From the chamber: Decarbonising transport

24 Aug 2023
Paul Fishwick

In July 2021 the government published its Transport Decarbonisation Plan (TDP) which sets out what needs to be done to achieve net zero emissions across all modes of transport by 2050.

Transport is how we all get around from place to place, which influences our towns, villages and the countryside where we spend our time and therefore impacts on our health and wellbeing and quality of life.

2019 government data indicates that cars and taxis cause 55% of all domestic transport greenhouse gas emissions.  The TDP goals include supporting public transport, cycling and walking, accelerating the shift to zero emission cars, vans and trucks, and reducing carbon-intensive travel demand such as aviation. This aims to stop the harm caused by burning fossil fuels that are poisoning the air that we breathe and changing our planet’s climate.

The transport sector in the UK contributes more greenhouse gas emissions than any other sector and a surprising amount of this comes from local travel.  Over half of car trips are less than 5 miles.  43% of all urban journeys are below 2 miles. By making it easier and safer to walk, wheel or cycle short journeys people have the opportunity to do so without using fossil fuels.  Change is often difficult, but the TDP is clear that “mode shift to active transport is one of the most cost-effective ways of reducing transport emissions”.  The increasing popularity of electric bikes only increases the potential of this. The benefits of this include improved health and well-being for our residents, lower cost of travel saving money, reduced congestion, air pollution and noise and a more reliable and affordable transport system for everyone.

By doing this, we create capacity on our road network for those who need to drive, especially buses, coaches and the transportation of goods.  Government forecasts are that, without action, car use will grow by up to 41% by 2050, a level which is simply unsustainable in terms of road capacity, let alone the environment.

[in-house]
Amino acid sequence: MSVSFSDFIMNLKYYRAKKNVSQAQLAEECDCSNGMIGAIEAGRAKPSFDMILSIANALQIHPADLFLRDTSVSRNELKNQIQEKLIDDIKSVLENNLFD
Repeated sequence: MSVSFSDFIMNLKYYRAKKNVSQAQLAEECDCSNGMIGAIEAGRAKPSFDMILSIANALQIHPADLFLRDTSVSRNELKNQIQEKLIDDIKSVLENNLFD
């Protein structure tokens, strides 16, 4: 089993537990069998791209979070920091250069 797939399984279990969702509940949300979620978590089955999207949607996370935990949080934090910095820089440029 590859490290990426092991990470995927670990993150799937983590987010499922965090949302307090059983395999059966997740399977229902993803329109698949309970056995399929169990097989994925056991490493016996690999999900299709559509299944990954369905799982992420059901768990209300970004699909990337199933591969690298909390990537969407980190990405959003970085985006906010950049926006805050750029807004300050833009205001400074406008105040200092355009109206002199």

Government guidance to local authorities expects a plan for mode shift, and this will form a part of our new Local Transport Plan (LTP).

Wokingham’s new LTP will include a Low Emission Transport strategy, Electric Vehicle Strategy, our revised Bus Service Improvement Plan and the Local Cycle Walking and Infrastructure Plan.

We are in a Climate Emergency, and we need to progress schemes as quickly as possible.  The collective impact of underfunding from central government, the removal of previously promised funding for active travel and the impact of inflation means there is little new money available.  However, we are working with partners and constantly seeking external funding to enable transport decarbonation to become a reality.

Recently, the Thames Valley Park & Ride has seen a successful shuttle bus launch in partnership with Royal Berkshire Hospital to take staff, patients and visitors from the site to the hospital. Also, the Heathrow airport RailAir coach now calls at the park and ride site.

We have been successful in bidding for funding for 38 additional electric vehicle charging points, on top of the 94 already funded, that are being installed during the summer in residential areas and car parks, and further external funding bids have been submitted.

Following approval of our Local Cycling and Walking Infrastructure Plan in 2022, we were awarded £606,000 to design and consult on an active travel route between Winnersh and Wokingham town centre. We intend to consult with residents on the first phase of this in early Autumn 2023.

Our supported bus network has been secured for the next 3 years with an additional injection of funding of over £350,000 per annum. This will provide surety for residents and businesses who rely on public transport and reduce the need for private car journeys.

We are pursuing a progressive agenda that will reduce congestion, clean up our air, reduce CO2 emissions and help people adopt a healthier lifestyle, getting Wokingham ready for the future.


Councillor Paul Fishwick, Executive member for Active Travel, Transport and Highways.


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